Hospital-to-pharmacy discharge service could have saved more than 17,000 bed days in three months

Between March and May 2021, the discharge medicines service could have helped avoid 17,238 hospital bed days.
patient in hospital bed

The discharge medicines service (DMS) could have saved more than 17,000 bed days within a three-month time period, NHS England has said.

As part of the DMS, patients are referred to community pharmacy after being discharged from hospital, where pharmacy staff compare the medicines prescribed at discharge with those taken before admission to ensure that medicines awaiting collection are still appropriate.

Speaking at a National Pharmacy Association conference on 5 July 2021, Lisa Simpson, deputy director of community pharmacy strategy and contracts at NHS England, said “about a fifth of pharmacies have had referrals to date” from hospital trusts.

However, she said there were no data currently available on the number of trusts that have referred patients to pharmacies.

The DMS was launched as an essential service on 15 February 2021, following a delay owing to the COVID-19 pandemic.

A slide accompanying Simpson’s presentation showed that, between March and May 2021 inclusive, 13,265 patients have been referred to 2,522 pharmacies through the service.

“Extrapolating on this referral data can give a really good indication of the impact that this will have had on the acute sector in terms of avoided admissions and bed days avoided,” Simpson said.

The slides also showed that, between March and May 2021, the DMS could have helped avoid 1,326 admissions at 30 days associated with medicines and 17,238 bed days.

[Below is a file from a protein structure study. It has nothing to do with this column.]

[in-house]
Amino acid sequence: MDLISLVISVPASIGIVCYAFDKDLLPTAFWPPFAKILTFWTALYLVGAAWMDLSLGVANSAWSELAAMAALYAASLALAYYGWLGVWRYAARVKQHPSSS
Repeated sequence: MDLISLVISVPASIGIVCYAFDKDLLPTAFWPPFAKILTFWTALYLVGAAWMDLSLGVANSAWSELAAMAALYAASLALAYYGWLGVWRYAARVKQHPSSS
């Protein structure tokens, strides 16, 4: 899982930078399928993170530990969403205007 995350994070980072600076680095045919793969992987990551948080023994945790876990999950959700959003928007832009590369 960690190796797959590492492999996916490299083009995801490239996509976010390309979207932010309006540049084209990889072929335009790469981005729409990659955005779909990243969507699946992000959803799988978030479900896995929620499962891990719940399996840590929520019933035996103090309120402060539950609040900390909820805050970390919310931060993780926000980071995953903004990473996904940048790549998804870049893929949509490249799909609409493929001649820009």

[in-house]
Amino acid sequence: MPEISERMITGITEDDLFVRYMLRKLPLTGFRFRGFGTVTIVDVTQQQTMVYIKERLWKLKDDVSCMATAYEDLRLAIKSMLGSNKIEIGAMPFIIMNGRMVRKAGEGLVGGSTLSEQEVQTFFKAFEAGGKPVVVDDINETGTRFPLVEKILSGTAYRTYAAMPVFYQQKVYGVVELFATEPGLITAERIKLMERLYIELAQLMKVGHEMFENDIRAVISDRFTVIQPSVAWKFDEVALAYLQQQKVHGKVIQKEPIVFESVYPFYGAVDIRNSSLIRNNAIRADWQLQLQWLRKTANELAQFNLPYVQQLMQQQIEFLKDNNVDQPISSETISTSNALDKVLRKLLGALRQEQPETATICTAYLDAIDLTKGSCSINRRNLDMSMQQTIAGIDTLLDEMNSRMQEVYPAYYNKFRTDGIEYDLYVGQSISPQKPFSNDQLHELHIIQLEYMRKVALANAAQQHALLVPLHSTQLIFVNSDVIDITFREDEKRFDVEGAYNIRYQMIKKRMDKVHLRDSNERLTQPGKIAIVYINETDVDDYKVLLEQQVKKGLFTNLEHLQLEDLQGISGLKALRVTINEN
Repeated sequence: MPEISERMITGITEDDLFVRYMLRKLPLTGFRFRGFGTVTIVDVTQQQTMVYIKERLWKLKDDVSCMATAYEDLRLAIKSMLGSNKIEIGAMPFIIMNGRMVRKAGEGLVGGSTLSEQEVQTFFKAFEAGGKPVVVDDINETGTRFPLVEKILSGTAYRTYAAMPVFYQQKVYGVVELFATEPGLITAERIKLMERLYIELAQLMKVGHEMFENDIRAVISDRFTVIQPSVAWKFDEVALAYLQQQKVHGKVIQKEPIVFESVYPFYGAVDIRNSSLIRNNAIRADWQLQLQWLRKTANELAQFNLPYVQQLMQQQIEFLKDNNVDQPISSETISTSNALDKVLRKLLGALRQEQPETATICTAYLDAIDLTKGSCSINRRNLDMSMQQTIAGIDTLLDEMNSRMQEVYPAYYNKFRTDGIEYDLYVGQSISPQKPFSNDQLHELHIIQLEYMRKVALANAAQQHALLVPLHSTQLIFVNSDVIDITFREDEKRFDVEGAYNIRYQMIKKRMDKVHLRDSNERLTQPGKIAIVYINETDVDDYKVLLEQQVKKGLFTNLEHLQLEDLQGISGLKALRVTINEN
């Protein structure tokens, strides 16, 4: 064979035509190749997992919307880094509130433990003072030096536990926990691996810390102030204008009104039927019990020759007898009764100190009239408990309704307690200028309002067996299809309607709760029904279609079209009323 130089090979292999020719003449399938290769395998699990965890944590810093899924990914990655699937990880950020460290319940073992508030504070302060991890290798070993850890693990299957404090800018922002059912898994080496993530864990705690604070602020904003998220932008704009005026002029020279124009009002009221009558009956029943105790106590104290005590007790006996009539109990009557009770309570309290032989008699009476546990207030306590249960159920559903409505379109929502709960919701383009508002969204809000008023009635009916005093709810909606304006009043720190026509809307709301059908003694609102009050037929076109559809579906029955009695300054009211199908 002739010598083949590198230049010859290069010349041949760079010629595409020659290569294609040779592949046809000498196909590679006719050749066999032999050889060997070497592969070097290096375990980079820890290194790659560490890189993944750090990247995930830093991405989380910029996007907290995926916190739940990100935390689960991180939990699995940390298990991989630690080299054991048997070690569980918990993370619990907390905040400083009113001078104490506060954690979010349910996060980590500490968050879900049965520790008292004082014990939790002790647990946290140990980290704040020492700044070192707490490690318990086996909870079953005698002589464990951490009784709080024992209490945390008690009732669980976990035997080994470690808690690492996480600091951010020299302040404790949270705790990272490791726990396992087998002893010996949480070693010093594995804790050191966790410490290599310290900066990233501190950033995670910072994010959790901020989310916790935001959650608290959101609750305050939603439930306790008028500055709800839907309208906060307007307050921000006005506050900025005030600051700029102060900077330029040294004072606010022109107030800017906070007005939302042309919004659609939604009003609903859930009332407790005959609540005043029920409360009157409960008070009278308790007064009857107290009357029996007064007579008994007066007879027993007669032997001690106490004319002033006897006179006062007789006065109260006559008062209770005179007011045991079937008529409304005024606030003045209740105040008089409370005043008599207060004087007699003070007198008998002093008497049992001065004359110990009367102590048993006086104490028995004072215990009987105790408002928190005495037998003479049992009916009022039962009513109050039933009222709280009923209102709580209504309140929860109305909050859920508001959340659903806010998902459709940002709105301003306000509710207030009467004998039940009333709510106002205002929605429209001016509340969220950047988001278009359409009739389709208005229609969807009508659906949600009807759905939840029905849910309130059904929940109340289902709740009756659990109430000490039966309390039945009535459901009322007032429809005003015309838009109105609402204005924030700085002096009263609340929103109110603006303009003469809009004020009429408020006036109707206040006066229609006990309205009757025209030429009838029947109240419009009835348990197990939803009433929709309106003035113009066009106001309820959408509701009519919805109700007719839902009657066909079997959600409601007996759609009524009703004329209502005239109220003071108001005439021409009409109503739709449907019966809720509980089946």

“This is purely an extrapolation at this point, and the central team is working hard behind the scenes on how we properly evidence the value and how we can show the patient outcomes that have been achieved from your clinical inputs,” Simpson continued.

She added that the DMS “ticks all the boxes from the integration perspective”.

“It establishes your contributions in that context of being an integrated part of the NHS pathway,” she added. “We absolutely know from the evidence base that you are making care safer.”

In her presentation outlining the new services in community pharmacy, Simpson also outlined the role of pharmacies in delivering structured medication reviews (SMRs).

NHS England guidance states that “clinical pharmacists primarily are expected to conduct SMRs” in primary care networks (PCNs), with funding allocated specifically for the hiring of such pharmacists.

However, Simpson said that although “it is the PCN that is funded to undertake SMRs … that’s not to say community pharmacy can’t support that”.

Assuming that the relevant clinical training is in place, Simpson said: “A community pharmacist could work as part of the PCN team either in a sessional way or other way, if they have a portfolio type career … or alternatively the community pharmacy itself could be used by the PCN to undertake some role in SMRs.”

These ideas had previously been put forward in a report by the Community Pharmacy Workforce Development Group, which said that community pharmacists are “ideally placed to conduct SMRs”.

“With appropriate funding and support (including records access) community pharmacists can complete services, including SMRs, both within the community pharmacy and off-site,” the report said.

“This may require changes to the current funding arrangements, which stipulate the direct employment of pharmacists within PCNs.”

  • The headline of this article was amended on 8 July 2021 to reflect that these conclusions regarding hospital admissions and bed days were made on extrapolated data, rather than actual data

READ MORE: Community pharmacy will transform post-hospital care in 2021

Last updated
The Pharmaceutical Journal, PJ, July 2021, Vol 307, No 7951;307(7951)::DOI:10.1211/PJ.2021.1.95129

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